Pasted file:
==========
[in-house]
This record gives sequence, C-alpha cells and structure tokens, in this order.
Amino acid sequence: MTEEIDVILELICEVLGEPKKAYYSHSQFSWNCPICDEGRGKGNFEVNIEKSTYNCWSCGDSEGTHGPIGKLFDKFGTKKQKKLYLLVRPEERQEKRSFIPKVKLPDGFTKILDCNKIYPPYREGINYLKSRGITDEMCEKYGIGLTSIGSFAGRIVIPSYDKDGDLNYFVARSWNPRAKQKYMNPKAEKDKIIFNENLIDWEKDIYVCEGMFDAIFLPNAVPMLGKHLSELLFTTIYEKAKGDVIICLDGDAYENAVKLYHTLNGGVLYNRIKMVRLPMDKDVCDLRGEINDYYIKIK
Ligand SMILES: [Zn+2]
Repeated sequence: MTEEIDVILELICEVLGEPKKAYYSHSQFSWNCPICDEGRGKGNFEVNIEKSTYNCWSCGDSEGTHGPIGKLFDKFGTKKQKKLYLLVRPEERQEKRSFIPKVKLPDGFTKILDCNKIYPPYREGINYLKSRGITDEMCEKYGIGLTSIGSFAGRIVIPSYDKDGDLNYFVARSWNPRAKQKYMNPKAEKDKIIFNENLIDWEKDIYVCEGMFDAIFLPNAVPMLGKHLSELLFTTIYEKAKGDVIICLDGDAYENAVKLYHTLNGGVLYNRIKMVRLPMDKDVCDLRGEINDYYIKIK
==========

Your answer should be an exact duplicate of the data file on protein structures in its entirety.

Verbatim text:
[in-house]
This record gives sequence, C-alpha cells and structure tokens, in this order.
Amino acid sequence: MTEEIDVILELICEVLGEPKKAYYSHSQFSWNCPICDEGRGKGNFEVNIEKSTYNCWSCGDSEGTHGPIGKLFDKFGTKKQKKLYLLVRPEERQEKRSFIPKVKLPDGFTKILDCNKIYPPYREGINYLKSRGITDEMCEKYGIGLTSIGSFAGRIVIPSYDKDGDLNYFVARSWNPRAKQKYMNPKAEKDKIIFNENLIDWEKDIYVCEGMFDAIFLPNAVPMLGKHLSELLFTTIYEKAKGDVIICLDGDAYENAVKLYHTLNGGVLYNRIKMVRLPMDKDVCDLRGEINDYYIKIK
Ligand SMILES: [Zn+2]
Repeated sequence: MTEEIDVILELICEVLGEPKKAYYSHSQFSWNCPICDEGRGKGNFEVNIEKSTYNCWSCGDSEGTHGPIGKLFDKFGTKKQKKLYLLVRPEERQEKRSFIPKVKLPDGFTKILDCNKIYPPYREGINYLKSRGITDEMCEKYGIGLTSIGSFAGRIVIPSYDKDGDLNYFVARSWNPRAKQKYMNPKAEKDKIIFNENLIDWEKDIYVCEGMFDAIFLPNAVPMLGKHLSELLFTTIYEKAKGDVIICLDGDAYENAVKLYHTLNGGVLYNRIKMVRLPMDKDVCDLRGEINDYYIKIK